Games are business. That’s the way we were taught to take them seriously. Games are objectives and challenges. Games are a job. Games are a showcase of technology, and in that, the ability of money to put together impressive works of sheer size. If something does well, it does well. We are told to look at these metrics in our own deepest selves. Our experience is directly impacted by how profitable the work was, in one way or an other. It's a shame Gunstar Heroes didn't become a franchise. Fortnite is so big.
I love reading about games, sometimes more than I like playing them. I love learning new perspectives, histories, informations. I also kind of like being ignorant. I like playing in isolation. I like taking on a work with no context of why or how it works, or what it wants to be. I think we can learn a lot from this perspective. This doesn't mean drop your ideology at the door, drop your feelings, or convictions, but try to let the work communicate with you.
I want a space to write about my medium as I felt it. I don't want to bullshit this. I don't want to be too nice or too harsh, but at the end of the day what I write is what I write.
I've known Nick for a long time. He's taught me a lot. He's treated me seriously enough to actually see myself as someone who is academic, who is analytical, who is creative etc. He's pretty capable of whatever he wants to do. I think that's partially because he's always been a facilitator. When we were 10 or 11 years old, he'd create little MOGs on the defunct service BYOND. He was interested in creating little communities with friends, more than anything. He's had this ability to just go out and do the things he wants to do because he's smart and serious. I appreciate the hell out of that.
We're going to be using this website to talk about all sorts of things. For me, this is partially just a blog to be honest. I'm a writer hoping to get his name out. A blog is helpful for that, or so I've read on blogs.
I also think we're pretty good. Nick is a biochemist by trade, but he's always been a writer as well, whatever he says. We're also both artists of sort. We're both political thinkers. We both are interested in history. I think we both like reading contemporary writing on the cultural moment. I really do think that games writing is one of the places where that is happening right now. I don't know if I can survive in that world, but for now I really want to spend some time in that space.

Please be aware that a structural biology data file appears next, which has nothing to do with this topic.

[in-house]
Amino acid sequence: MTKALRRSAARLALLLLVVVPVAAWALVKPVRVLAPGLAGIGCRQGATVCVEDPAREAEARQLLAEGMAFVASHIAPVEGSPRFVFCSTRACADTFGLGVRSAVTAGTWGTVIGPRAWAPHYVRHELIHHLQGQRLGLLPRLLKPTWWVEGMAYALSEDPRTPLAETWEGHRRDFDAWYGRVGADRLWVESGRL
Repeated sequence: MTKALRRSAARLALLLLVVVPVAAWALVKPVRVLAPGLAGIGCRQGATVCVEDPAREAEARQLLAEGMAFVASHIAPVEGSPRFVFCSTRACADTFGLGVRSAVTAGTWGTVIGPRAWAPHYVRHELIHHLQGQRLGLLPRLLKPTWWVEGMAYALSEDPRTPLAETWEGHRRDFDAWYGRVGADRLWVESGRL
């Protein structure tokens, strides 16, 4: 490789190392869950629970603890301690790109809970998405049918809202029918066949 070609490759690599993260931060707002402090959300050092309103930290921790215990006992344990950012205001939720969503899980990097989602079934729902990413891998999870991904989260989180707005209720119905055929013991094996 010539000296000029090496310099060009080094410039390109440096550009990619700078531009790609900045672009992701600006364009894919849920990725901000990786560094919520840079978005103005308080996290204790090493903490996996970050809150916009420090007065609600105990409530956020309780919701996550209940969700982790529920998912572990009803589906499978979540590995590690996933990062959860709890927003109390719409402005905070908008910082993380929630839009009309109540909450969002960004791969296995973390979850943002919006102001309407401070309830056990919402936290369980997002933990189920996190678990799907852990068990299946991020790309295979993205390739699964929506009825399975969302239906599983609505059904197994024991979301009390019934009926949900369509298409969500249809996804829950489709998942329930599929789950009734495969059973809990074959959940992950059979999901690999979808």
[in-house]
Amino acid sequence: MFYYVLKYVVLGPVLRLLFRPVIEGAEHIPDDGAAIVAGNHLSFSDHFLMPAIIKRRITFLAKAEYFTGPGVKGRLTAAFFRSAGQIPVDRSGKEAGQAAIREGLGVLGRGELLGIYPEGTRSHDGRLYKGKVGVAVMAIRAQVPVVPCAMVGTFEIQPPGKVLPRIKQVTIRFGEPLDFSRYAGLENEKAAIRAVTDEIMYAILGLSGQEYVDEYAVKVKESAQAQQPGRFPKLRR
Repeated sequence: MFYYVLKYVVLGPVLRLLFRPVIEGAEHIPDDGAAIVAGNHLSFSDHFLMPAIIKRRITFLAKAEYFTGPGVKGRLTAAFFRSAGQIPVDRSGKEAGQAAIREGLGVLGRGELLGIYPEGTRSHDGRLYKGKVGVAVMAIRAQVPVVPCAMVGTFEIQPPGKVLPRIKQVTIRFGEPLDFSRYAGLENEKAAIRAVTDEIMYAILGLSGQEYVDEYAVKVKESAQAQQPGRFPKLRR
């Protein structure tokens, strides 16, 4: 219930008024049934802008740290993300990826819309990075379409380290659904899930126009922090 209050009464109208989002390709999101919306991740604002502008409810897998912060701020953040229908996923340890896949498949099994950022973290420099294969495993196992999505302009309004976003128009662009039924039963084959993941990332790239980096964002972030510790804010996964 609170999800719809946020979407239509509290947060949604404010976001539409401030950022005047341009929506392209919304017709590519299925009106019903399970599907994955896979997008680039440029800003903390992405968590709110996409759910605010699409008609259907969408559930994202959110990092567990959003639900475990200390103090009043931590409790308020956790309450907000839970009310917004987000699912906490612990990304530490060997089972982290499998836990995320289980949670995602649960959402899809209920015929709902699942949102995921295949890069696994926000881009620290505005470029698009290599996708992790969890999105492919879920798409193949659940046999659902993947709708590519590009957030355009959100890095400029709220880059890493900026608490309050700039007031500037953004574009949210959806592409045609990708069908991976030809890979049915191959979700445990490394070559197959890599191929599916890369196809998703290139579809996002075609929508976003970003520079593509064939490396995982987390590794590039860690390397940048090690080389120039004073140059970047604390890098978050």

I don't fully understand what Nick will write. He tends to write stuff that just nearly goes for your head. Look out for it though, and he gives you space. It's compassionate.
I also hope to use this space to host thoughts from people who I'm interested in. I'm a bit of a journalist by trade, and I'd love to make interviews happen with people I admire. I'd love to cede space to marginalized people as well.
I'm not going to say games are exceptional even, but they're something we both have worked in extensively. They are the emergent art form of this century. Sometimes they are good, even great.
No More Games is predicated partially on getting a cool web address, but it's also a mission that at its core we try to write authentically from experience. For me, that's acknowledging the literal and figurative side of the medium. There is no such think as a "wonky" control system or a "robust" menu. The experience is a sum of disconnected and connected forces, thoughts, ideas, feelings. No More Games doesn't mean casting away art history or games history or literature criticism. It's just an acknowledgement of all that, and of our own unawareness, our own isolation, our own confusion, our own existence within and without these paradigms.
It's also just a blog. But hey, welcome to the blog!